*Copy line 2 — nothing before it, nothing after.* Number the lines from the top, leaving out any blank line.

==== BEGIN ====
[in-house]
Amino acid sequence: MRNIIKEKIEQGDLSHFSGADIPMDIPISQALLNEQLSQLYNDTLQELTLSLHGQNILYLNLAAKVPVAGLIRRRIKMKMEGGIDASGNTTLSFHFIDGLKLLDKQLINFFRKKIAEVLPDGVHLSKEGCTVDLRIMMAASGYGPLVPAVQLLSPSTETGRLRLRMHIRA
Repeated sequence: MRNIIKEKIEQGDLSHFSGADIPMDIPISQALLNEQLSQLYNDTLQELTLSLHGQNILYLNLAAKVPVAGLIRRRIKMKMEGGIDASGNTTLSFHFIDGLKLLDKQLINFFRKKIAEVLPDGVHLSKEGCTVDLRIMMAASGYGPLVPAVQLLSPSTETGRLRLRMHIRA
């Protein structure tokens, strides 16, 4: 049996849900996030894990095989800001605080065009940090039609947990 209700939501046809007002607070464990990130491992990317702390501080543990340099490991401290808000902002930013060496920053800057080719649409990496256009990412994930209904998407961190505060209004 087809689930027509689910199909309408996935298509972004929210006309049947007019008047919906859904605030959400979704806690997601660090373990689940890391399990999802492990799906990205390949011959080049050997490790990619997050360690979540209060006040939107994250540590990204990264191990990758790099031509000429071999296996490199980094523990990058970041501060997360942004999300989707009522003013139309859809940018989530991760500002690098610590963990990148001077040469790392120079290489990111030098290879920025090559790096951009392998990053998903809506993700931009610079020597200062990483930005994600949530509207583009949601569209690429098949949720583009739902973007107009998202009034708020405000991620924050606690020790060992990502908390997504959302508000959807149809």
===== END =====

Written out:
Amino acid sequence: MRNIIKEKIEQGDLSHFSGADIPMDIPISQALLNEQLSQLYNDTLQELTLSLHGQNILYLNLAAKVPVAGLIRRRIKMKMEGGIDASGNTTLSFHFIDGLKLLDKQLINFFRKKIAEVLPDGVHLSKEGCTVDLRIMMAASGYGPLVPAVQLLSPSTETGRLRLRMHIRA